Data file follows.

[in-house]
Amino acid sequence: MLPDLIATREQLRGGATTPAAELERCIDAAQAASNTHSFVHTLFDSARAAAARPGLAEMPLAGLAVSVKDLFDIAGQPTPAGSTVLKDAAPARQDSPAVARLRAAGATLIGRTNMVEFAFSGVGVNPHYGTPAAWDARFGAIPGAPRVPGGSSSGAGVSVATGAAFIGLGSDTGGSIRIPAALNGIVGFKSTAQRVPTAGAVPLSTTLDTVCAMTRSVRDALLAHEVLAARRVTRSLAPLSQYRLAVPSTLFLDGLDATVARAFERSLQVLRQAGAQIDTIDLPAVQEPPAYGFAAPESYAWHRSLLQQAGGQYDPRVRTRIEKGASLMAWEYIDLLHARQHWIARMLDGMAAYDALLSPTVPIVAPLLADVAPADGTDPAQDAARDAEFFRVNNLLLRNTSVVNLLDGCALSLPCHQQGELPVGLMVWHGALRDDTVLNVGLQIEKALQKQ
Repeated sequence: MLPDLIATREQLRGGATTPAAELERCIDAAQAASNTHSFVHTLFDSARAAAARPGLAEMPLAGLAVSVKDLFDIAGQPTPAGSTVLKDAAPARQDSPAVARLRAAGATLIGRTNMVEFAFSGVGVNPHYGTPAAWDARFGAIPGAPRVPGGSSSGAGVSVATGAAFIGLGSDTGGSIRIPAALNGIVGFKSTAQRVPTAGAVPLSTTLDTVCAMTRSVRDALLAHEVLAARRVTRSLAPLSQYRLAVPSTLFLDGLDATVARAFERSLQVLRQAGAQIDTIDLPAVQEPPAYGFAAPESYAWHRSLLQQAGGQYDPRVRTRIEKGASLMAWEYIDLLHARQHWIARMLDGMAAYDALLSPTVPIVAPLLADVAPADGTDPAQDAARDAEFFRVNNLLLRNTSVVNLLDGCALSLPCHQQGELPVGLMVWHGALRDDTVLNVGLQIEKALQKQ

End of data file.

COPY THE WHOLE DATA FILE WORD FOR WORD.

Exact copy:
[in-house]
Amino acid sequence: MLPDLIATREQLRGGATTPAAELERCIDAAQAASNTHSFVHTLFDSARAAAARPGLAEMPLAGLAVSVKDLFDIAGQPTPAGSTVLKDAAPARQDSPAVARLRAAGATLIGRTNMVEFAFSGVGVNPHYGTPAAWDARFGAIPGAPRVPGGSSSGAGVSVATGAAFIGLGSDTGGSIRIPAALNGIVGFKSTAQRVPTAGAVPLSTTLDTVCAMTRSVRDALLAHEVLAARRVTRSLAPLSQYRLAVPSTLFLDGLDATVARAFERSLQVLRQAGAQIDTIDLPAVQEPPAYGFAAPESYAWHRSLLQQAGGQYDPRVRTRIEKGASLMAWEYIDLLHARQHWIARMLDGMAAYDALLSPTVPIVAPLLADVAPADGTDPAQDAARDAEFFRVNNLLLRNTSVVNLLDGCALSLPCHQQGELPVGLMVWHGALRDDTVLNVGLQIEKALQKQ
Repeated sequence: MLPDLIATREQLRGGATTPAAELERCIDAAQAASNTHSFVHTLFDSARAAAARPGLAEMPLAGLAVSVKDLFDIAGQPTPAGSTVLKDAAPARQDSPAVARLRAAGATLIGRTNMVEFAFSGVGVNPHYGTPAAWDARFGAIPGAPRVPGGSSSGAGVSVATGAAFIGLGSDTGGSIRIPAALNGIVGFKSTAQRVPTAGAVPLSTTLDTVCAMTRSVRDALLAHEVLAARRVTRSLAPLSQYRLAVPSTLFLDGLDATVARAFERSLQVLRQAGAQIDTIDLPAVQEPPAYGFAAPESYAWHRSLLQQAGGQYDPRVRTRIEKGASLMAWEYIDLLHARQHWIARMLDGMAAYDALLSPTVPIVAPLLADVAPADGTDPAQDAARDAEFFRVNNLLLRNTSVVNLLDGCALSLPCHQQGELPVGLMVWHGALRDDTVLNVGLQIEKALQKQ